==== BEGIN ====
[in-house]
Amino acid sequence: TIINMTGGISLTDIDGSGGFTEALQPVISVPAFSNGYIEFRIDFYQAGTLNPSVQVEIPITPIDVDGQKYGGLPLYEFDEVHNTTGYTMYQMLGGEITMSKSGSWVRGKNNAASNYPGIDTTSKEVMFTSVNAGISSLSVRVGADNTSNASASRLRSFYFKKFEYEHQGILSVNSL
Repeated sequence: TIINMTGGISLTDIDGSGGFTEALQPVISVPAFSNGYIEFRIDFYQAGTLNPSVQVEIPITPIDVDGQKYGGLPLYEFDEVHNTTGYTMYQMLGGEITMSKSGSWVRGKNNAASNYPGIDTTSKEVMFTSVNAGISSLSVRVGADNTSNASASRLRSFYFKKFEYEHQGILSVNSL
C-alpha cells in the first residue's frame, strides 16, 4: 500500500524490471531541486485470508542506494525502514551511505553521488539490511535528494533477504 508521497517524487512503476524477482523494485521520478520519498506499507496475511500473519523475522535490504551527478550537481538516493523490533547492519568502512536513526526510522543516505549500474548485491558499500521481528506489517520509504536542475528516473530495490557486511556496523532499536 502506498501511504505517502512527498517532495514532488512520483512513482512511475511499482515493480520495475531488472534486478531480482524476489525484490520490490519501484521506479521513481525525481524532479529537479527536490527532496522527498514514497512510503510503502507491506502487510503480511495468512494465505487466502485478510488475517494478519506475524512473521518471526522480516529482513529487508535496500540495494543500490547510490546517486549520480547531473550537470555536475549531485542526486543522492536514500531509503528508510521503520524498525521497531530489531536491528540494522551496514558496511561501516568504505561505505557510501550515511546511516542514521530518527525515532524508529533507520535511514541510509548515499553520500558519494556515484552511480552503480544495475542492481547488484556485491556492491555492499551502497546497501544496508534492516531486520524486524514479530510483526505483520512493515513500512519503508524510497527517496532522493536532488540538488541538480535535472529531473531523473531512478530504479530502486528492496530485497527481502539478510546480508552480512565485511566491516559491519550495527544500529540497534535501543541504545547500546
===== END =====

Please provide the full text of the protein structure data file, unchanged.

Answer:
[in-house]
Amino acid sequence: TIINMTGGISLTDIDGSGGFTEALQPVISVPAFSNGYIEFRIDFYQAGTLNPSVQVEIPITPIDVDGQKYGGLPLYEFDEVHNTTGYTMYQMLGGEITMSKSGSWVRGKNNAASNYPGIDTTSKEVMFTSVNAGISSLSVRVGADNTSNASASRLRSFYFKKFEYEHQGILSVNSL
Repeated sequence: TIINMTGGISLTDIDGSGGFTEALQPVISVPAFSNGYIEFRIDFYQAGTLNPSVQVEIPITPIDVDGQKYGGLPLYEFDEVHNTTGYTMYQMLGGEITMSKSGSWVRGKNNAASNYPGIDTTSKEVMFTSVNAGISSLSVRVGADNTSNASASRLRSFYFKKFEYEHQGILSVNSL
C-alpha cells in the first residue's frame, strides 16, 4: 500500500524490471531541486485470508542506494525502514551511505553521488539490511535528494533477504 508521497517524487512503476524477482523494485521520478520519498506499507496475511500473519523475522535490504551527478550537481538516493523490533547492519568502512536513526526510522543516505549500474548485491558499500521481528506489517520509504536542475528516473530495490557486511556496523532499536 502506498501511504505517502512527498517532495514532488512520483512513482512511475511499482515493480520495475531488472534486478531480482524476489525484490520490490519501484521506479521513481525525481524532479529537479527536490527532496522527498514514497512510503510503502507491506502487510503480511495468512494465505487466502485478510488475517494478519506475524512473521518471526522480516529482513529487508535496500540495494543500490547510490546517486549520480547531473550537470555536475549531485542526486543522492536514500531509503528508510521503520524498525521497531530489531536491528540494522551496514558496511561501516568504505561505505557510501550515511546511516542514521530518527525515532524508529533507520535511514541510509548515499553520500558519494556515484552511480552503480544495475542492481547488484556485491556492491555492499551502497546497501544496508534492516531486520524486524514479530510483526505483520512493515513500512519503508524510497527517496532522493536532488540538488541538480535535472529531473531523473531512478530504479530502486528492496530485497527481502539478510546480508552480512565485511566491516559491519550495527544500529540497534535501543541504545547500546